Association of ischemia modified albumin with mortality in qSOFA positive sepsis patients by sepsis-3 in the emergency department
BACKGROUND The early detection and treatment of sepsis and septic shock patients in emergency departments are critical. Ischemia modified albumin (IMA) is a biomarker produced by ischemia and oxygen free radicals which are related to the pathogenesis of sepsis-induced organ dysfunction. This study aimed to investigate whether IMA was associated with short-term mortality in quick sequential organ failure assessment (qSOFA)-positive sepsis or septic shock patients screened by the sepsis management program.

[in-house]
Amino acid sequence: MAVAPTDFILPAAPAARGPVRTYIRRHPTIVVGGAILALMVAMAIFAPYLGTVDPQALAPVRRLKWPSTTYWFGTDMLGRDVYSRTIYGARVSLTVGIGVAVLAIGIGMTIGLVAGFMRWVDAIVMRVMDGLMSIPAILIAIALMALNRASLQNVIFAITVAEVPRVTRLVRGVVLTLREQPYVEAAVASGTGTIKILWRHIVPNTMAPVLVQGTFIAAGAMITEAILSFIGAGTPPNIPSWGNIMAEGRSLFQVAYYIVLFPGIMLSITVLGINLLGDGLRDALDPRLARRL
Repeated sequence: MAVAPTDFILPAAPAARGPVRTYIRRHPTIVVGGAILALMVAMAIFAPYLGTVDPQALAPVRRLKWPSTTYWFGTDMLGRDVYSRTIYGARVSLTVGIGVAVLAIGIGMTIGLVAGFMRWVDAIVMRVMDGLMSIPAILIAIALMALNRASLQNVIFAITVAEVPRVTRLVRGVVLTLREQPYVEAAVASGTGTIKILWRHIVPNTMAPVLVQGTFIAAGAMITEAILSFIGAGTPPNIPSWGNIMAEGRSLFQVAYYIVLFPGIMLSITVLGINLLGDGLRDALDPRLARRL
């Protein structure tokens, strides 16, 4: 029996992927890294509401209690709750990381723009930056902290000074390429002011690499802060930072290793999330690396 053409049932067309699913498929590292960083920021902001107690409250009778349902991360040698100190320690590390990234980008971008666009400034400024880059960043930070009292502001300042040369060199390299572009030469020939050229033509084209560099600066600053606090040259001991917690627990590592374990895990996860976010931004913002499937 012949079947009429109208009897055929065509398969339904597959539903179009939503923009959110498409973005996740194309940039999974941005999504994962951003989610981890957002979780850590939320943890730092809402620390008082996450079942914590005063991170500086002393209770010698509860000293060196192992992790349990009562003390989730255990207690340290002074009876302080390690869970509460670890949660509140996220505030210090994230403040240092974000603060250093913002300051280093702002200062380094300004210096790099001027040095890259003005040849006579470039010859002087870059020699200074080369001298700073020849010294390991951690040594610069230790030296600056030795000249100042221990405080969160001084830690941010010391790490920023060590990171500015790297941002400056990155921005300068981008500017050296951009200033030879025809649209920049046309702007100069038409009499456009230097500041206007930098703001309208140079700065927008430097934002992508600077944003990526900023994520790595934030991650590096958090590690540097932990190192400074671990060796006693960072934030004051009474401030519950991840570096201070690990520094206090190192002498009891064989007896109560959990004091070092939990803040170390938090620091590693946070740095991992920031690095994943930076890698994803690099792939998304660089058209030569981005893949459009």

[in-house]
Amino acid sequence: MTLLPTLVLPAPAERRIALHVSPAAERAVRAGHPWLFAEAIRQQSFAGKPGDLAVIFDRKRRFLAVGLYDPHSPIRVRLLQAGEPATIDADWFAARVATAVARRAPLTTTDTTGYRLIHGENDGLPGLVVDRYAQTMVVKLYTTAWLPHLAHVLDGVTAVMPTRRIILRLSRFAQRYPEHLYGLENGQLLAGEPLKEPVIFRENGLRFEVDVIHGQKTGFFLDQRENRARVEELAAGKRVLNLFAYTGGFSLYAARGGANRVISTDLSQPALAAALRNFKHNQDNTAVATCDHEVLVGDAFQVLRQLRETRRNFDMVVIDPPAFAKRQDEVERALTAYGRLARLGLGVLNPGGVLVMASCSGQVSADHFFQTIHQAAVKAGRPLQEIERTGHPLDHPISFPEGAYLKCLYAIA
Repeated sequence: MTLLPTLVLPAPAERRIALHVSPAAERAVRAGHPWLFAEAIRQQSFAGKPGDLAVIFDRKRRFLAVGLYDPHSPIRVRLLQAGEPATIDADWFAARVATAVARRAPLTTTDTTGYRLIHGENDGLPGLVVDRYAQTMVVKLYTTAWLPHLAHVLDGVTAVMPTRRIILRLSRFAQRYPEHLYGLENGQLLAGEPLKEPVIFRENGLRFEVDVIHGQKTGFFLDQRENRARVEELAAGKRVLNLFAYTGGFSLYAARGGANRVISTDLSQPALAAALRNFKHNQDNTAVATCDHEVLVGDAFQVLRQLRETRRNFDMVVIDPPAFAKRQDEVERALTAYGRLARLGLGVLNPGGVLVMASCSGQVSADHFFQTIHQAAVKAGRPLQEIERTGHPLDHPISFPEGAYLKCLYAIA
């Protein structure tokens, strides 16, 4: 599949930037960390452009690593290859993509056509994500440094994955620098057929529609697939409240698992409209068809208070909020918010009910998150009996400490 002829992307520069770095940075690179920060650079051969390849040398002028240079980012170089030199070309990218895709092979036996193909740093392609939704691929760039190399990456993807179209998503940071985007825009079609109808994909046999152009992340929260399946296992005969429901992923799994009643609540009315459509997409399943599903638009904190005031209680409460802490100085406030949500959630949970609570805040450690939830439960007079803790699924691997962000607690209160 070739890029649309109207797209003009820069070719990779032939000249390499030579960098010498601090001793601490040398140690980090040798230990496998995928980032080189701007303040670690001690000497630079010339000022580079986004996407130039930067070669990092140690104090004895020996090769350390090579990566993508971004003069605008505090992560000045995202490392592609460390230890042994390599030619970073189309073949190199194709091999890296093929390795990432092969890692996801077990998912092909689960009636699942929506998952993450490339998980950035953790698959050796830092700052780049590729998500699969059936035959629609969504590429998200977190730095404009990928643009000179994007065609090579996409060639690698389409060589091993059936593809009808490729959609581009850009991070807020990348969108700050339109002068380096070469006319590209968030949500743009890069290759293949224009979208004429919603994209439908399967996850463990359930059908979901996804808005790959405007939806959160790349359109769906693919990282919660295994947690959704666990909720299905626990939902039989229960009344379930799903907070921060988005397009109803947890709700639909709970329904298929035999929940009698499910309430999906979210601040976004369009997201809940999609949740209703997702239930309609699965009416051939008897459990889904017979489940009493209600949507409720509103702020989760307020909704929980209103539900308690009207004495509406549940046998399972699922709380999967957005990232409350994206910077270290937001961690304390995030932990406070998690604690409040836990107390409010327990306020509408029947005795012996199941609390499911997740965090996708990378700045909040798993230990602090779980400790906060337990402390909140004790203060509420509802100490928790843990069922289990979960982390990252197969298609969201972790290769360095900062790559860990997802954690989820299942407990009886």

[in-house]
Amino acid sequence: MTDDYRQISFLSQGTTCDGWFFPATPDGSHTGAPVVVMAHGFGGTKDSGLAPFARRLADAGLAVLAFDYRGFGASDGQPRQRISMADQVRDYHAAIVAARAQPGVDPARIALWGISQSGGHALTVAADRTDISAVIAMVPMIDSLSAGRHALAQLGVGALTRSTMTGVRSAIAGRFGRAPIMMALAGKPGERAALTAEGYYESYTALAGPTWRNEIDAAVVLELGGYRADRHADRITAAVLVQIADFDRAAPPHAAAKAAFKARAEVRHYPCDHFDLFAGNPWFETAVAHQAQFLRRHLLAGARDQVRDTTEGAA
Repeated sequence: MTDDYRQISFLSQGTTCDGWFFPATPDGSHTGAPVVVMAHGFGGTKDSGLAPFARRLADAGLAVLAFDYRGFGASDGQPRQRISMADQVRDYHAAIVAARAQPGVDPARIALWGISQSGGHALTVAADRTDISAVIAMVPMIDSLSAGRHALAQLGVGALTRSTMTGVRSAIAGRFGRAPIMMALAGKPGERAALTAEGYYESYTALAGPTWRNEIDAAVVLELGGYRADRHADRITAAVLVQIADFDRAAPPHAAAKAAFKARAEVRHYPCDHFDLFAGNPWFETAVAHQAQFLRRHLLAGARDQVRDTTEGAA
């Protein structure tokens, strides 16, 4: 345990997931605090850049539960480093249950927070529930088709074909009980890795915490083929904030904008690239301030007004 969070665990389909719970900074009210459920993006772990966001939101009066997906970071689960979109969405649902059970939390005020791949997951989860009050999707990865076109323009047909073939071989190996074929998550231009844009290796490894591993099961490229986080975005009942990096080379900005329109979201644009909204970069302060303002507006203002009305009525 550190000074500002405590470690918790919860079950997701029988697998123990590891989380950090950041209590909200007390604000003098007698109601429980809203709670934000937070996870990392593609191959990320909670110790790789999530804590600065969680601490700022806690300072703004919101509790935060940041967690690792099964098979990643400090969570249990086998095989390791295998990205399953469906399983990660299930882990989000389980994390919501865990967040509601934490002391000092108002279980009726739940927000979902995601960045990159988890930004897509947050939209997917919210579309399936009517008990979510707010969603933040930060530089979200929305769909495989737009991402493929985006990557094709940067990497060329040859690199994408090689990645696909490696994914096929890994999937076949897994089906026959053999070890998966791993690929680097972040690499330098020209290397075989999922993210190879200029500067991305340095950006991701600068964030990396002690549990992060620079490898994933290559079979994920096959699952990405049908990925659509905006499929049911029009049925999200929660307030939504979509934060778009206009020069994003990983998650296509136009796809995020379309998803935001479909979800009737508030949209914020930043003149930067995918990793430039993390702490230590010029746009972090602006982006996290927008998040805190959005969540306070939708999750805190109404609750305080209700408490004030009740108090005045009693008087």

METHOD From September 2019 to April 2020, patients who arrived at the emergency departments with qSOFA-positive sepsis or septic shock were included in this retrospective observational study.
RESULTS Among 124 patients analyzed, IMA was higher in the non-surviving group than in the surviving group (92.6 ± 8.1 vs. 86.8 ± 6.2 U/mL, p < 0.001). The area under the receiver operating characteristics curve was 0.703 (95% CI: 0.572-0.833, p < 0.001). The optimal IMA cutoff was 90.45 (sensitivity 60.9%, specificity 79.2%). IMA values were independently associated with 28-day mortality in the multivariate Cox proportional hazard model (adjusted hazard ratio (aHR) = 1.16, 95% CI: 1.06-1.27, p < 0.01).
CONCLUSIONS In this study, we showed that IMA in the emergency departments was associated with 28-day mortality in qSOFA-positive sepsis and septic shock patients. Further studies are needed to evaluate the clinical value of IMA as a useful biomarker in large populations and multicenter institutions.